Anyone who has ever worked for McDonald’s knows about the endless quest to achieve ultimate cone perfection. The first time we try making a cone, it looks like a soggy, dripping, lopsided clump of dairy nonsense that makes the customer cringe and think “please please please don’t be mine…” when they see it approaching their general direction. But, over time, we learn the best practices for achieving a glorious ice cream cone. We seasoned pros know to let the ice cream run into a cup for a few seconds to let the ice cream “harden” before making the cone. We know the EXACT moment to stop the lever in order to swirl the last dangling thread of ice cream around the top tier of the cone. I’ve had four years of practice, and can confidently say I’m an A+ cone maker.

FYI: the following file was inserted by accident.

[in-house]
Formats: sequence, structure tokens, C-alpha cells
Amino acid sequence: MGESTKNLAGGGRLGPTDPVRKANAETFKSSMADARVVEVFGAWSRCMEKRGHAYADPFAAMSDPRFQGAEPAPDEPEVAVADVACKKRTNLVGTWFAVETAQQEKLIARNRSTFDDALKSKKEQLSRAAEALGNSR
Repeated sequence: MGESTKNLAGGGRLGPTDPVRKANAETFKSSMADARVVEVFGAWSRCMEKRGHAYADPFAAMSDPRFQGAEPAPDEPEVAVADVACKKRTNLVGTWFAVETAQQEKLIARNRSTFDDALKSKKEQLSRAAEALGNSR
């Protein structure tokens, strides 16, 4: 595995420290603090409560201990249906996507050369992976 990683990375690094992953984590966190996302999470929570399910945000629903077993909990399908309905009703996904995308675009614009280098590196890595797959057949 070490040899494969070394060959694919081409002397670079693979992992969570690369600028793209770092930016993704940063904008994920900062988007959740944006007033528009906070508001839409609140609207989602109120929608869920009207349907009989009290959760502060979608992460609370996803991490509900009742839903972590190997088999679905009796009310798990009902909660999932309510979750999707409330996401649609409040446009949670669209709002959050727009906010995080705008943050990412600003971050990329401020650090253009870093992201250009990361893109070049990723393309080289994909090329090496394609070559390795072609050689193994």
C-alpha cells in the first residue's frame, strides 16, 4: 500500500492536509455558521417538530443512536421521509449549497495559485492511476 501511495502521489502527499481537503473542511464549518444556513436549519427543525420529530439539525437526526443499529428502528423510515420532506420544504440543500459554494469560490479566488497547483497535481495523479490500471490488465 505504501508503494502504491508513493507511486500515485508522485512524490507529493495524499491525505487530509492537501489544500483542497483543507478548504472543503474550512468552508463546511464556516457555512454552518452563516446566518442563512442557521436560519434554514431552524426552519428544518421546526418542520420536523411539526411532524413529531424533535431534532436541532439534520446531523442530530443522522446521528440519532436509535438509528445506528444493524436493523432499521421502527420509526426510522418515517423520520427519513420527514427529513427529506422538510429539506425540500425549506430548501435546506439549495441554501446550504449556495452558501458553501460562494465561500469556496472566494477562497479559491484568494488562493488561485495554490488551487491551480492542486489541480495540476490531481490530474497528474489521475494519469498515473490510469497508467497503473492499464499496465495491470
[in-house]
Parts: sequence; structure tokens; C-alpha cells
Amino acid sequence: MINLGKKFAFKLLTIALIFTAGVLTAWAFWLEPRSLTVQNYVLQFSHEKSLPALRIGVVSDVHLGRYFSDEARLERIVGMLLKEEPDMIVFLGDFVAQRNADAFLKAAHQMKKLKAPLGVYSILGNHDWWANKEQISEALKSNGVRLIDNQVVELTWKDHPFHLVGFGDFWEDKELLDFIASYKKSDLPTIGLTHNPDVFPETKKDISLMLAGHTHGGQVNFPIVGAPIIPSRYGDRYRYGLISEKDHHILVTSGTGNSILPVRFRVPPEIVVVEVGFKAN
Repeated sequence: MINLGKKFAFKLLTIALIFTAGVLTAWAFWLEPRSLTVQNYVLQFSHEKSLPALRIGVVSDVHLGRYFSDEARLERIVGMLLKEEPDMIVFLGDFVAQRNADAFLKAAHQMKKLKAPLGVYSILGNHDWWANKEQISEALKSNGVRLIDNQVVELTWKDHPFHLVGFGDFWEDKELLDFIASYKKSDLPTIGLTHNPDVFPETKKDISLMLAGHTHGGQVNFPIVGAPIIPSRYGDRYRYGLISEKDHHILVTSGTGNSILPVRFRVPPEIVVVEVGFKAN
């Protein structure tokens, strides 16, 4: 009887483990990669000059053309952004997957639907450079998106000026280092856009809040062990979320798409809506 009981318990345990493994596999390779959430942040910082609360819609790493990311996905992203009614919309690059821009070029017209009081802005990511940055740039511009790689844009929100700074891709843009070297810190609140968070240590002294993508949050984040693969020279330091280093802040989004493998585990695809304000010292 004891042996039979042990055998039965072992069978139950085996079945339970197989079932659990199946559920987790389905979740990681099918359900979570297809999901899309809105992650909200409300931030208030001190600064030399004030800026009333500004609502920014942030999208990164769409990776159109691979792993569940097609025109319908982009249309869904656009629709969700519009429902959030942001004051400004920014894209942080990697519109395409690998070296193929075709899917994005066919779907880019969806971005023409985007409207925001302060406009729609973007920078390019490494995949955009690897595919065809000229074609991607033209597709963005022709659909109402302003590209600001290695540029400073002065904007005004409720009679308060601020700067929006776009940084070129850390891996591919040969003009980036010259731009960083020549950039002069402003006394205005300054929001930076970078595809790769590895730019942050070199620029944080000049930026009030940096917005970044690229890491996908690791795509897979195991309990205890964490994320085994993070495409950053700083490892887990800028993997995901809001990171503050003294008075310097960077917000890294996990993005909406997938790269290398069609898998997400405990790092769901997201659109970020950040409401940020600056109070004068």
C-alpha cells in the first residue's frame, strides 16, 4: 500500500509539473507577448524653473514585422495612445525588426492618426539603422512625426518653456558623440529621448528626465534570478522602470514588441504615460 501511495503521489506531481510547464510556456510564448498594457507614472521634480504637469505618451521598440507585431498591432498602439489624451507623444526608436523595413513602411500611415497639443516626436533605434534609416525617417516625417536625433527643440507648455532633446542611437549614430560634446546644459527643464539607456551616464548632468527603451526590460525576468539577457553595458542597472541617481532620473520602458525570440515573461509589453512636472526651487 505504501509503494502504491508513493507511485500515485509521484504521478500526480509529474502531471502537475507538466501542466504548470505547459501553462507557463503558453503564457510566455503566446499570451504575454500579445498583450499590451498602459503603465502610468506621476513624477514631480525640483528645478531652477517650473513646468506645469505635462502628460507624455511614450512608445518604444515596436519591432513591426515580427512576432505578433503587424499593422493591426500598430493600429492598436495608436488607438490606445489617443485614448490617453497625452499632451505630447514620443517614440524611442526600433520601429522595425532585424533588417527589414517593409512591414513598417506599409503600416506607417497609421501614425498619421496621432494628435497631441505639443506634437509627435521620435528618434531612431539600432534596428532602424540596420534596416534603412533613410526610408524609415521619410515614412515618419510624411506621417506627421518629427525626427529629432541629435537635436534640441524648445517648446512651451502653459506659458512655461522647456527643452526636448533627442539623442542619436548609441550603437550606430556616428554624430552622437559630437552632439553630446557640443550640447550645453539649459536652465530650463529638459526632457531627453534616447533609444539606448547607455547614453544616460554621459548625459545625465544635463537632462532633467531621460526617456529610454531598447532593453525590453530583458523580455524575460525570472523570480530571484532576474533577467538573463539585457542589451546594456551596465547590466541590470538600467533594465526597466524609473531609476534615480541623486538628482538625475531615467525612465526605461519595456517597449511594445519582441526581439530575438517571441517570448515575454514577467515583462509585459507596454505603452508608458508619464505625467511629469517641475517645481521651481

But that didn’t prepare me for what happened today.
A group of older gentlemen stopped in for some ice cream after their softball game. Several of them ordered ice cream cones. Most of these cones were of the standard perfection my customers have come to expect from me. But the very last cone I made was in a class of its own.
It was perfect.
I stood there looking at it, and I was almost sad. I had finally reached the highest point in cone making. I had reached the summit of this Mt. Everest we cone makers continously trek up. I knew this perfection could never be achieved again. Every cone after this will be a disappointment. So I walked over to the customer, and handed him his cone, knowing it would be eaten in a matter of seconds…my four years of hard work gone like a dandelion seed in the wind. I said,
“Sir, I know this sounds weird, but this is the best cone I’ve ever made. It doesn’t get any better than this. Could I take a picture of it?”
He agreed the cone was wonderful (but he will never really understand my quest for cone perfection), and happily posed for the picture. I’m so glad I can share this with all of you.